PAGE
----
Northern Colorado Business Report
“Living with Specialization in Userland”
By Kai Staats
7 October 2011

I crossed the U.S. / Canada border on I-5 listening to NPR’s Car Talk, Ray and Tom invoking laughter in the most stoic of listeners, as they always do. A woman called in to ask advice before she traded her beloved 1985 Volkswagon Vanagon for a Subaru Forester. She was understandably reluctant to give up the many years of stories, adventures, and dreams their family had shared driving across the land.

The woman asked about the engine and whether or not her husband could tinker with a new Subaru, doing most of the maintenance himself. Ray and Tom agreed that modern cars do not lend themselves to home mechanics as they have for all the prior years. The stuff under the hood is unfamiliar now, designed to be maintained by trained, industry specialists.

Two hours later I drove into Squamish, British Columbia, the rain washing my windshield clean of more than one thousand five hundred miles since I left home. I walked into the Adventure Center on Canadian HW99 at the edge of town. The young man behind the counter and his manager were discussing the power outage which has disabled all but one VOIP phone and computer terminal.

Neither of them was willing to experiment, fearing they might make it worse. They were waiting for the next day, Monday, when they could call support and talk to an expert.

Last week I stayed with a family friend, a professional photographer, writer, and naturalist with more than thirty years in the field. His life moves through his laptop and cell phone as he is seldom home for more than a few days at a time, and yet, the full capacity for electronic organization and collaboration unrealized.
I assisted him and his wife with switching from Yahoo! to Gmail, synchronizing Google Calendars to their Android phones, configuring email for their Internet domain, expanding their home wireless network with two Apple Airport Extreme adapters, establishing a central repository for sharing files, and connecting their home stereo system to streaming Internet radio.

I transferred user data from an old laptop to one brand new, doubled the capacity of the old laptop, reinstalled Mac OSX, and transferred user data again. They were thrilled, one of their daughters commenting over the phone, “Welcome to the twenty-first century!”

To be honest, I just followed the directions presented to me on-screen, doing little more than what I was told each step of the way. For as much of the effort as they had time, I engaged them in the process. But from their point of view, I am a specialist with many years expertise. Yet compared to code developers and engineers, I am just a layperson, an advanced user in user land. The many levels run deep.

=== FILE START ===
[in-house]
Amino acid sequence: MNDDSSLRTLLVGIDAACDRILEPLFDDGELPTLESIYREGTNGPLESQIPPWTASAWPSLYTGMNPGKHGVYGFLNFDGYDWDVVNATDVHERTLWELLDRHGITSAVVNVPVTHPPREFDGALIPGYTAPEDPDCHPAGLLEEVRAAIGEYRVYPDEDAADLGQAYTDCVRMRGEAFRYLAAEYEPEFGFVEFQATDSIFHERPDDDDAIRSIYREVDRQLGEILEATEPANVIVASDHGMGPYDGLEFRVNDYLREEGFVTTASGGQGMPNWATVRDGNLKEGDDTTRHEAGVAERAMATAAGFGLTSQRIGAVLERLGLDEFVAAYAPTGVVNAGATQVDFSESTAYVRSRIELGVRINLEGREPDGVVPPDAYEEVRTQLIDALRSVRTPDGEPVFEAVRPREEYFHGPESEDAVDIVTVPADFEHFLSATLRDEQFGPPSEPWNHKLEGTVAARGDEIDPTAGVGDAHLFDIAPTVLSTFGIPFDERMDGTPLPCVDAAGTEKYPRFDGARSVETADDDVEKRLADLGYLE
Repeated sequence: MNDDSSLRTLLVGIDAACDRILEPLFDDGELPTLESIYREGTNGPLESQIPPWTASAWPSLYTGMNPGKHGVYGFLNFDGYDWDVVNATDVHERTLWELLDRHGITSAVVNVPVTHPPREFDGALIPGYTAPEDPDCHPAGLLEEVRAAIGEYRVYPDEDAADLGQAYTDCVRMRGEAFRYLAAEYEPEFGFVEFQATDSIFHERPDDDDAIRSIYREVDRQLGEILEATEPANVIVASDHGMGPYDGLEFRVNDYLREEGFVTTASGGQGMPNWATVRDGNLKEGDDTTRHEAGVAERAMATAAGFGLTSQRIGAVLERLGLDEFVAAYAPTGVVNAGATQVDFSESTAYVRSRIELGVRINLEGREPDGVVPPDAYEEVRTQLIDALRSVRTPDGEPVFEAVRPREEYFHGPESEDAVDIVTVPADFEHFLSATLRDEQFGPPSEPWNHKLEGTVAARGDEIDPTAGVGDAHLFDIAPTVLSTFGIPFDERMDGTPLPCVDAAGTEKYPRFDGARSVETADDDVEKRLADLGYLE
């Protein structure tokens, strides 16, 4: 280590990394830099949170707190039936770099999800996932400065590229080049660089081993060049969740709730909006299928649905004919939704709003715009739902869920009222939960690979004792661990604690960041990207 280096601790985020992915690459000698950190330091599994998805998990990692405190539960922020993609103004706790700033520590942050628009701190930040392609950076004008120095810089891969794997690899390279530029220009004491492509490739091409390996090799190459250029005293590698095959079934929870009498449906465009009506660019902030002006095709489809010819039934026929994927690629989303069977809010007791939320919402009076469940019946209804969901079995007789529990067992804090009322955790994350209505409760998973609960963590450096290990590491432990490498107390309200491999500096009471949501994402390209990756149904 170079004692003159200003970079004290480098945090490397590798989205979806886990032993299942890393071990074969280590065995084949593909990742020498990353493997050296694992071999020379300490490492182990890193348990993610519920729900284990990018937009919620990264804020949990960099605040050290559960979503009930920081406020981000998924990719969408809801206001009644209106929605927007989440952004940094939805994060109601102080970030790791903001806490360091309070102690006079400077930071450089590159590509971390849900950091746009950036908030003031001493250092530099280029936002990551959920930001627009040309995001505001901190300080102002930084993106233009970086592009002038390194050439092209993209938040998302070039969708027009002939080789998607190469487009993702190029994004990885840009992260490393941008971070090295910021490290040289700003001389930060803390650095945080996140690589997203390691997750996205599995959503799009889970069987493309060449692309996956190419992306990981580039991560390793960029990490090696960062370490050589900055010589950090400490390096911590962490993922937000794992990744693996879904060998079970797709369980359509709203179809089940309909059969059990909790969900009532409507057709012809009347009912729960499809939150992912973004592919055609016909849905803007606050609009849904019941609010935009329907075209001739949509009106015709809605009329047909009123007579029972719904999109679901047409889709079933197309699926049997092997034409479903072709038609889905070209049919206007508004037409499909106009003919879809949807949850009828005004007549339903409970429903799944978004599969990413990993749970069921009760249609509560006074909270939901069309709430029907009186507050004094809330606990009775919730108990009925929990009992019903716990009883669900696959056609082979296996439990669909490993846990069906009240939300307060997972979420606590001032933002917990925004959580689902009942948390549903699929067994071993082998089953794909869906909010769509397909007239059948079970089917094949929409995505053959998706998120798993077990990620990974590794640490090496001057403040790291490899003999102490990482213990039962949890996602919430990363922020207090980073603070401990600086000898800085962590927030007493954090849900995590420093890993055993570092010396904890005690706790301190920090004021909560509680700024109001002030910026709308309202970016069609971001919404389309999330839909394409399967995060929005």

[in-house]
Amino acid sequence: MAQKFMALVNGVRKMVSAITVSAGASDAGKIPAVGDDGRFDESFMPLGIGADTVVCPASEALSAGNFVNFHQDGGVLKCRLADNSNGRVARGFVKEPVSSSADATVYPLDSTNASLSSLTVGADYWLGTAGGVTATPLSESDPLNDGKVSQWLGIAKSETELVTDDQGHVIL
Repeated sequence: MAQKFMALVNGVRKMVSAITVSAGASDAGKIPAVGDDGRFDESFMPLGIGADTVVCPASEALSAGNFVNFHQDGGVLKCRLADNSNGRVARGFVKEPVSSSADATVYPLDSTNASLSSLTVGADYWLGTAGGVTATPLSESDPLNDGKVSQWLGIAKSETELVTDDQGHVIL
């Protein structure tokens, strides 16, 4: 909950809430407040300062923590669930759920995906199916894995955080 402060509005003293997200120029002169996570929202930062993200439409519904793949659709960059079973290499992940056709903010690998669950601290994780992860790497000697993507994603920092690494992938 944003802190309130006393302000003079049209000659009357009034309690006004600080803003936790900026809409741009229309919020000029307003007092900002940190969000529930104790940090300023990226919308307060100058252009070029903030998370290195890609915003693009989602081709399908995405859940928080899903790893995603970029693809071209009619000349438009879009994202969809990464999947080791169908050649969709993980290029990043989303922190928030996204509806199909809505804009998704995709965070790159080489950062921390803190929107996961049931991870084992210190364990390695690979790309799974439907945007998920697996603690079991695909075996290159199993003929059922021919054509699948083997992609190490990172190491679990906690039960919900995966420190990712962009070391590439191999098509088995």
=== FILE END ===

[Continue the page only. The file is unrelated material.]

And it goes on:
It is not the doing that was the true barrier, for they can point and click as easily as anyone. The challenge is knowing where to start. Apple has not shipped with a printed manual for many years, believing their operating system is so simple anyone can just figure it out. I watched too many people struggle to know this is far from true. Searching Apple’s website is nearly useless and Google yields overwhelming results. You must know what you are looking for before you even begin the search.

Just a few days ago I stayed with a friend a few blocks from the Puget Sound. Their wi-fi went down some time ago. A friend had attempted to swap routers but to no avail for they had lost the passwords and did not know how to reset them. I explained that on the back or bottom of every router is a small button which when pressed with the tip of a ballpoint pen will reset the unit when you plug it in. The factory password will likely be “guest” or “admin” depending upon the brand.

Certainly, there are individuals in each generation willing to explore, to push their boundaries and dive into the depths of what an operating system or applications can do. But how many people have this comfort? I spent three full days upgrading my friends’ digital life, but how many working professionals have this kind of time? What’s more, If you do not know what you are missing, why would you ask for more?

We live in a world of special knowledge applied to special things. Specialization is job security at one level, and yet part of the reason we have so many unemployed.

Personally, I do not see technology as making things easier, for we are only introducing more complexity to our lives, always trying to do more. Placing a record on a turntable requires physical care, but not expertise. Connecting a digital audio archive to a wireless network and home theater requires a specialist. What’s more, the ability for one generation to teach the next is lost, for anything learned is useless in just a few years.
We have no choice but to pick and choose what we will maintain as our expertise, and to have the courage to ask for assistance for everything else. Maybe this brings us together again, or maybe it keeps us apart. What are your thoughts?